Applications are now open for PhD studentships starting in October 2018.
Please read the recruitment introduction for more information about eligibility, how to apply, and possibilities for further funding.
The deadline for applications is 8 January 2018.
GRIFFITHS_KDICE18EE - Population drivers, demographics and disease in wild snake populations (CASE studentship with the British Trust for Ornithology)
We are in the midst of a biodiversity crisis, but monitoring is currently biased towards large, charismatic, easy-to-survey species. Snakes are key predators with potential to regulate the diversity and abundance of prey, but are difficult to observe, so little is known about population status or trends even for widespread species in developed countries. This is particularly worrying as an infectious disease known to be a major problem in North America (Snake Fungal Disease - SFD), has recently been detected in Britain and a need for urgent research on this disease identified. This project will address three fundamental questions:
- What determines annual survival and detectability of snakes?
- What are the demographic drivers and environmental factors limiting population size of snakes?
- Specifically, what is the potential impact of SFD on snake populations?
The British Trust for Ornithology (BTO) has a long history of modelling drivers of population change in birds, and is extending this expertise to other taxa, piloting snake demographic work at a site in Norfolk where SFD was identified in 2016 by the Institute of Zoology (IoZ). This project provides a unique opportunity to combine cutting-edge statistical modelling with disease screening to quantify the link between disease and survival and thus predict the impacts on subsequent population size. Best practice guidance for future monitoring will also be produced. BTO and IoZ are joining forces with DICE, who have also been monitoring several snake populations in Kent for over 12 years, and ARC Trust and ARG UK, who can provide access to national databases of reptile records and other sites where monitoring is ongoing.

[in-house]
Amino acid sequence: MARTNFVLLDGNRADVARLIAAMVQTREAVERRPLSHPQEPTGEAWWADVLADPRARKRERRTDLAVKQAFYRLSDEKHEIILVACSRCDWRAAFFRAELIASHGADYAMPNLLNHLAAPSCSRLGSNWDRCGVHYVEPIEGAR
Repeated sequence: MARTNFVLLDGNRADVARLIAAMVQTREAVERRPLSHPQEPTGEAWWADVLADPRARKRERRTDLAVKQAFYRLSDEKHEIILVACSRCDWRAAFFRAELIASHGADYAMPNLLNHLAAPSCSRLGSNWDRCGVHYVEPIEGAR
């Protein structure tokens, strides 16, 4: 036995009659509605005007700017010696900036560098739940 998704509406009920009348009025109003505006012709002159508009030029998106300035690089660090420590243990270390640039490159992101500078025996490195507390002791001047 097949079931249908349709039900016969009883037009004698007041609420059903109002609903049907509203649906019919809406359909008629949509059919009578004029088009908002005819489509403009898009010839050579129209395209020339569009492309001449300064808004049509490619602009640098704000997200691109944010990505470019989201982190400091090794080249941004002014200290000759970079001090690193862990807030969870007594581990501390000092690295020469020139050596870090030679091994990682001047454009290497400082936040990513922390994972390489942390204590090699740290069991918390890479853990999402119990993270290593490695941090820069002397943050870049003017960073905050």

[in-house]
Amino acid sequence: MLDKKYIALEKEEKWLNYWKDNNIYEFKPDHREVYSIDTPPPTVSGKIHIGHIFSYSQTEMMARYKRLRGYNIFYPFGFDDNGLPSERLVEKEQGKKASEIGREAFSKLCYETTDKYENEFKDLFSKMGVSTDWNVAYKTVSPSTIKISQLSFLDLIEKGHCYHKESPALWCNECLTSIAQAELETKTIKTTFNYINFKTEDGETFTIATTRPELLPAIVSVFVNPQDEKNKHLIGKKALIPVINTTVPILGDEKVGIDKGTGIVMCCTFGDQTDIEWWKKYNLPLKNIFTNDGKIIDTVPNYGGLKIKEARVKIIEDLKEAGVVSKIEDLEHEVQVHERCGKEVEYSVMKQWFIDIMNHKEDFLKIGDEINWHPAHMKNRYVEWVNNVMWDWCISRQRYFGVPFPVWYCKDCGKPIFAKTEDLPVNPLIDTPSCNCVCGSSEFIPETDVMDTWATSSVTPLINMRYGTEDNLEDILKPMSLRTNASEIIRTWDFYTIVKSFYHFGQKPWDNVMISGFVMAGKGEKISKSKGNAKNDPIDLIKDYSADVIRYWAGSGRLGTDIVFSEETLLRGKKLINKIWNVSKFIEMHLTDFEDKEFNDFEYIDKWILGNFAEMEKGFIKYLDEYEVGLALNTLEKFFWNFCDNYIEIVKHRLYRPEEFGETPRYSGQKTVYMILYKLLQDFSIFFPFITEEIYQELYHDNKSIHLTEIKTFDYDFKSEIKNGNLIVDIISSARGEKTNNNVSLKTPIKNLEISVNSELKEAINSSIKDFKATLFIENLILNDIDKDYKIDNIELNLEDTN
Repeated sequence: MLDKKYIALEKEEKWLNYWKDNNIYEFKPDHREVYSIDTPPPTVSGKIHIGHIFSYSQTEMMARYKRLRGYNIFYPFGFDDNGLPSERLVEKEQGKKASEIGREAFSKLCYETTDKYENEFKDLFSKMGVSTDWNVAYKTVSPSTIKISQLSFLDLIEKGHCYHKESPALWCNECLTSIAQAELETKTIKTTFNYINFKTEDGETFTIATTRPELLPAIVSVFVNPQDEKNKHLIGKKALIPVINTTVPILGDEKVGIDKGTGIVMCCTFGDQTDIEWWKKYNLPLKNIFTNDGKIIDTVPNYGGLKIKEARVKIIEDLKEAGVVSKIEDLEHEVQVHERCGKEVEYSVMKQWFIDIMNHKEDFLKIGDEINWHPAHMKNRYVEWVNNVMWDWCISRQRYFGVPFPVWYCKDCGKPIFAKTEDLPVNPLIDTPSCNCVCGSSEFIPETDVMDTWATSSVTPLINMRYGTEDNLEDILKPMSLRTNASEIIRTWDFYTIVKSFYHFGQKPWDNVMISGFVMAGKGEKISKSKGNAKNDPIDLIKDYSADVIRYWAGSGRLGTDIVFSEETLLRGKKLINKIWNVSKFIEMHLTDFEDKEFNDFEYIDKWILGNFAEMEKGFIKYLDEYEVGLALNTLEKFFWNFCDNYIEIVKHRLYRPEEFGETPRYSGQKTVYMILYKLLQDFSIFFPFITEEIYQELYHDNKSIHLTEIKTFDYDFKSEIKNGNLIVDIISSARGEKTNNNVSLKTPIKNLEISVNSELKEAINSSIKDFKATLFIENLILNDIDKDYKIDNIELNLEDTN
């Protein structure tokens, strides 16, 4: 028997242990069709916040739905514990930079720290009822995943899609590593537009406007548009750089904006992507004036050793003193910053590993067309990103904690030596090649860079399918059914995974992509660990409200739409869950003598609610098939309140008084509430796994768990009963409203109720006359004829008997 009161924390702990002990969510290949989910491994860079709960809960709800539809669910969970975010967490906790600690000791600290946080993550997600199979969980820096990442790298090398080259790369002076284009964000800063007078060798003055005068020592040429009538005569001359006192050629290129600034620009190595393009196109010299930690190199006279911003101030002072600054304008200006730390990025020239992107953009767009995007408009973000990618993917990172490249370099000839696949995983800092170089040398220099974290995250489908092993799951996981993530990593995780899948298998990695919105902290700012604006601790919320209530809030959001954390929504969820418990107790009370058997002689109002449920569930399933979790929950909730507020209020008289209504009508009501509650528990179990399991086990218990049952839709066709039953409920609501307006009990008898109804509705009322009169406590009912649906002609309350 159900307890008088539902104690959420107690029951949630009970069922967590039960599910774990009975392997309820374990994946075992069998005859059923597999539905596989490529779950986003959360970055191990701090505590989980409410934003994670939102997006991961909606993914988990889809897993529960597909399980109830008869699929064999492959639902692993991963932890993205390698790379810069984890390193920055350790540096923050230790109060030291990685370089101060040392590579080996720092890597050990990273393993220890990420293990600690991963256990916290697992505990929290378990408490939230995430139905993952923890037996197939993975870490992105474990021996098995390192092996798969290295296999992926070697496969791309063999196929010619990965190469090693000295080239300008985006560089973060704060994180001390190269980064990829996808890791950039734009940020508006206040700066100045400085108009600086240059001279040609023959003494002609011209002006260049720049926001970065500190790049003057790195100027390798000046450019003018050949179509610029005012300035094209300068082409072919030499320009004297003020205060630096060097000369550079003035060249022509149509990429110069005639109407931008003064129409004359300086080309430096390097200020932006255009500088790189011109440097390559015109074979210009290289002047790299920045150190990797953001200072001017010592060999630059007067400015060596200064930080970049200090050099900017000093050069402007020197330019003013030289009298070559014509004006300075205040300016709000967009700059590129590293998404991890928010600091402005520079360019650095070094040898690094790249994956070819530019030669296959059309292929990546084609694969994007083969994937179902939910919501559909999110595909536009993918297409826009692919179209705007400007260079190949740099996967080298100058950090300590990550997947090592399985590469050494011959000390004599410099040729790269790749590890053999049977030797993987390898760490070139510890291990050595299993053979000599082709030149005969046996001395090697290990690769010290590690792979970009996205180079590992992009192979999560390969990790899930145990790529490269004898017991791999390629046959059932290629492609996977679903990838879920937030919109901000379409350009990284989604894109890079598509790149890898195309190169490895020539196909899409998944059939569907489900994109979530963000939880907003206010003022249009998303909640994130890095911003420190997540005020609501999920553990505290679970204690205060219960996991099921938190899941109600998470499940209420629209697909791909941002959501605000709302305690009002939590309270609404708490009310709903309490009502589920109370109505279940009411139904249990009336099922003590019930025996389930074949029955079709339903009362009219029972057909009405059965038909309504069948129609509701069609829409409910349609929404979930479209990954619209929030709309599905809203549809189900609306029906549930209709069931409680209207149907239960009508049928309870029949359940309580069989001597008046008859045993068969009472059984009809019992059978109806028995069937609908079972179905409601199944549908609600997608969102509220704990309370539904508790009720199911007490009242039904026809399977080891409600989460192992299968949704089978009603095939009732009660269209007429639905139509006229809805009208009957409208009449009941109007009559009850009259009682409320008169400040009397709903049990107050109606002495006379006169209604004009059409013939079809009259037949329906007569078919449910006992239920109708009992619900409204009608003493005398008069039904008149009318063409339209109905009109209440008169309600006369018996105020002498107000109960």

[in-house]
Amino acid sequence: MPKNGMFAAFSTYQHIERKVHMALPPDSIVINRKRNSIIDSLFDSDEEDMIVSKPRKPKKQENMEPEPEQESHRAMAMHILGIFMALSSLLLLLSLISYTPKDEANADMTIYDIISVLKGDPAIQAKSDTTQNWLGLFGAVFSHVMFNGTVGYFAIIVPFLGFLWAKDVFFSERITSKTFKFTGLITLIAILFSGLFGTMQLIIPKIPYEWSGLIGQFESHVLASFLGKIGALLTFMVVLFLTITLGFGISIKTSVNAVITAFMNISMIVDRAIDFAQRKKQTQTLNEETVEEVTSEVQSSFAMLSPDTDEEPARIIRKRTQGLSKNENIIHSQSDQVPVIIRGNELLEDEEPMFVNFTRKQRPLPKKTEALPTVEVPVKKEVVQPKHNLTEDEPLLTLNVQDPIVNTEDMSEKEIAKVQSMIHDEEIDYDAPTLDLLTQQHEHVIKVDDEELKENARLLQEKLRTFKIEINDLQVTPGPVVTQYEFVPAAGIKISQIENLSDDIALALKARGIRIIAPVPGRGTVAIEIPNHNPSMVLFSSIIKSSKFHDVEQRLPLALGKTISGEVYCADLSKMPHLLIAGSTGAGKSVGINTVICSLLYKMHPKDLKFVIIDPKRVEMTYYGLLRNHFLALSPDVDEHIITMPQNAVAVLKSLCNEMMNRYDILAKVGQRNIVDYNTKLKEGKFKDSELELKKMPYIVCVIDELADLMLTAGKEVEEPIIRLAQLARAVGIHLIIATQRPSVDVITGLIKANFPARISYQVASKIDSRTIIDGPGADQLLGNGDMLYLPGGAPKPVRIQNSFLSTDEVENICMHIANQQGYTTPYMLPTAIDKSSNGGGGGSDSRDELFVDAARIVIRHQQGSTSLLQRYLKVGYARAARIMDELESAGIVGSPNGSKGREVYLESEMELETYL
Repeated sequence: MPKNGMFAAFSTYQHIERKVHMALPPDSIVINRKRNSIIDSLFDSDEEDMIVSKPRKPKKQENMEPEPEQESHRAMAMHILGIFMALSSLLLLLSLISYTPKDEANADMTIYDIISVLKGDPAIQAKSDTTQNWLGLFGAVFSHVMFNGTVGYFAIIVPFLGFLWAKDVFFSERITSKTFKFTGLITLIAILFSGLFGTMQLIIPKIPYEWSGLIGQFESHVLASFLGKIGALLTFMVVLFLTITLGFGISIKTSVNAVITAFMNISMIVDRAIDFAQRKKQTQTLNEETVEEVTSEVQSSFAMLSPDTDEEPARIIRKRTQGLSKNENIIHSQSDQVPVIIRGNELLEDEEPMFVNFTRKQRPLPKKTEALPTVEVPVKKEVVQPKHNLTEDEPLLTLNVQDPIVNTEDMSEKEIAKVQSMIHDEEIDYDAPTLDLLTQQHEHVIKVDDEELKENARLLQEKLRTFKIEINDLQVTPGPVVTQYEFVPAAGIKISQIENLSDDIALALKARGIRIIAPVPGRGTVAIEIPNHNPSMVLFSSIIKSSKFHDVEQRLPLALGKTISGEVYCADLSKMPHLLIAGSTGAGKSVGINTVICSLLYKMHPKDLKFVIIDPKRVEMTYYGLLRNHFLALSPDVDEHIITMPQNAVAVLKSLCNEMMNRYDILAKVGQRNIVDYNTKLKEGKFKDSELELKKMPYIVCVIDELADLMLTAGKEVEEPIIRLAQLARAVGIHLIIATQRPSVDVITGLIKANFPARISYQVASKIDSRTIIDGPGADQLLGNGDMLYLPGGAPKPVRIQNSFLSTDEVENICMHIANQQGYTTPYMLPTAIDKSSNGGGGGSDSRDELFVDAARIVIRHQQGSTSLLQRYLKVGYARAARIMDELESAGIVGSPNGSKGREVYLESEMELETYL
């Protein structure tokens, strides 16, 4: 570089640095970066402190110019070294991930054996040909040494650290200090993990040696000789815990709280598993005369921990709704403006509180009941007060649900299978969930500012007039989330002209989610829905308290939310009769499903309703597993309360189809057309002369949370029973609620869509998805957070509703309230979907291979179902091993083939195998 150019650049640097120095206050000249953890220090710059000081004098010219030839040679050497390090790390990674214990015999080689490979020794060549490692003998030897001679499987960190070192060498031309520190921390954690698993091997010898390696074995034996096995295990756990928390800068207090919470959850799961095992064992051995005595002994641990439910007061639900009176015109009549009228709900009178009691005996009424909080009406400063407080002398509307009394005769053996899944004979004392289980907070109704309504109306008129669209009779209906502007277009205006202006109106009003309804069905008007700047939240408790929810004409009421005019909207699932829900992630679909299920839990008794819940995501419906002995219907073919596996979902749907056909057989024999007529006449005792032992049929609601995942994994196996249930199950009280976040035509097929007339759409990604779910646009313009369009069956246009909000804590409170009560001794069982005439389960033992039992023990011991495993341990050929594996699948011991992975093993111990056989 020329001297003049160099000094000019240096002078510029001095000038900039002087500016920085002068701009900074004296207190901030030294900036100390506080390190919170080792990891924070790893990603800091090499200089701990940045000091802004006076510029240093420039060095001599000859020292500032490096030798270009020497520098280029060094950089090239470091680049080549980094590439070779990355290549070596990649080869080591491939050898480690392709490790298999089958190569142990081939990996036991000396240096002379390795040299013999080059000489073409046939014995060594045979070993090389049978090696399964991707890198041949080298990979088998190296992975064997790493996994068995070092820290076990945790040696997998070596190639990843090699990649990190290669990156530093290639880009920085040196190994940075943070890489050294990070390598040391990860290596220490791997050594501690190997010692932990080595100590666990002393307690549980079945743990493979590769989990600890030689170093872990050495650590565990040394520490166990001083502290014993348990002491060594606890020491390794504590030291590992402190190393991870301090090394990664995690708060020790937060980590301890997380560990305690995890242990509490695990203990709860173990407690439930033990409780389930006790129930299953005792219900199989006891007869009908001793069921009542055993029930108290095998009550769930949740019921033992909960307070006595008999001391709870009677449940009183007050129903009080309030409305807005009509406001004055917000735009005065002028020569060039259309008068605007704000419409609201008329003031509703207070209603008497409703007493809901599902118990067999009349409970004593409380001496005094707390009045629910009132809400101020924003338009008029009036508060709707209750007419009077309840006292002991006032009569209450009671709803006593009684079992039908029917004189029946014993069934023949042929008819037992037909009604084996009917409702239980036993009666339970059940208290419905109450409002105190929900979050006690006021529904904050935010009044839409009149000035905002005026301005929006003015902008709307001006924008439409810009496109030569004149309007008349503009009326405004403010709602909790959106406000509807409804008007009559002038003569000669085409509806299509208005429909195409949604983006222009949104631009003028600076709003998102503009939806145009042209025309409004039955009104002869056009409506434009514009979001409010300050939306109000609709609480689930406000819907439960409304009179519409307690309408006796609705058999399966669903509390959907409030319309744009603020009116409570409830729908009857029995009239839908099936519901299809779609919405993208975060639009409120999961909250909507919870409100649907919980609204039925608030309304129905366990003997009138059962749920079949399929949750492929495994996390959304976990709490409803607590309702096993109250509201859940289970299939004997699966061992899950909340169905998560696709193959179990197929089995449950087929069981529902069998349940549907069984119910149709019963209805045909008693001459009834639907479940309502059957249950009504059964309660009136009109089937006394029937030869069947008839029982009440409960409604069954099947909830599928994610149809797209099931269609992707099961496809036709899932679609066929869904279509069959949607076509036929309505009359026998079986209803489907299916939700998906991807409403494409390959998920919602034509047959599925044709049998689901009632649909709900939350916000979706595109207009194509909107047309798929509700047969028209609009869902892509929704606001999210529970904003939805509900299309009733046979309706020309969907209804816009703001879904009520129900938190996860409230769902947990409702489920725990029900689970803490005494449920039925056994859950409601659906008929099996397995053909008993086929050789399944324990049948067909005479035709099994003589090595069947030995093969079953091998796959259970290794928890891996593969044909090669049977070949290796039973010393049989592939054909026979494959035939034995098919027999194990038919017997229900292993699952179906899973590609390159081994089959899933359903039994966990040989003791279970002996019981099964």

Research and training
The student will be trained in the latest statistical modelling tools for analyzing capture-mark-recapture data to determine survival, detectability, population size and their associated covariates. Snakes will be individually identified using photographs and image analysis software, and IoZ will provide training in molecular techniques for disease screening and health assessment.
MSc or equivalent, with professional, commercial or voluntary experience in herpetological surveying an advantage.
This project has been shortlisted for funding by the EnvEast NERC Doctoral Training Partnership, comprising the Universities of East Anglia, Essex and Kent, with over twenty other research partners. Undertaking a PhD with the EnvEast DTP will involve attendance at mandatory training events throughout the course of the PhD.
Shortlisted applicants for this project will be interviewed by the supervisory teams at the University of Kent on Friday 19 January 2018. Successful applicants will then be nominated for the formal EnvEast interviews (12/13 February 2018).
Selected candidates who meet RCUK’s eligibility criteria will be awarded a NERC studentship - in 2017/18, the stipend is £14,553. Ordinarily, EnvEast studentships are for 3.5 years, although longer awards may be made to applicants from quantitative disciplines who have limited experience in the environmental sciences, to allow them to take appropriate advanced-level courses in the subject area.
In most cases, UK and EU nationals who have been resident in the UK for 3 years are eligible for a stipend. For non-UK EU-resident applicants NERC funding can be used to cover tuition fees, RTSG and training costs, but not any part of the stipend. Individual institutes may, however, elect to provide a stipend from their own resources.
This PhD studentship is expected to begin in September/October 2018. Both full-time and part-time study are possible (those planning to study part-time should discuss this with the supervisor before applying).
- Franklinos, L.H.V….and Lawson, B. 2017. Emerging fungal pathogen Ophidiomyces ophiodiicola in wild European snakes. Scientific Reports 7: 3844 | DOI:10.1038/s41598-017-0335
- Griffiths, R.A., Foster, J., Wilkinson, J., and Sewell, D. 2015. Science, statistics and surveys: a herpetological perspective. Journal of Applied Ecology, vol. 52: 1413-1417.
- Sewell, D., Guillera-Arroita, G., Griffiths, R.A.,and Beebee, T.J.C. 2012. When Is a species declining? Optimizing survey effort to detect population changes in reptiles, PLoS ONE, vol. 7. http://dx.doi.org/10.1371/journal.pone.0043387
- McLean, N., Lawson, C.R., Leech, D.I. & van de Pol, M. 2016. Predicting when climate-driven phenotypic change affects population dynamics. Ecology Letters 19: 595-608.
- Sewell, D., Baker, J.M.R, and Griffiths, R.A. 2015. Population dynamics of grass snakes (Natrix natrix) at a site restored for amphibian reintroduction. Herpetological Journal 25: 155-161.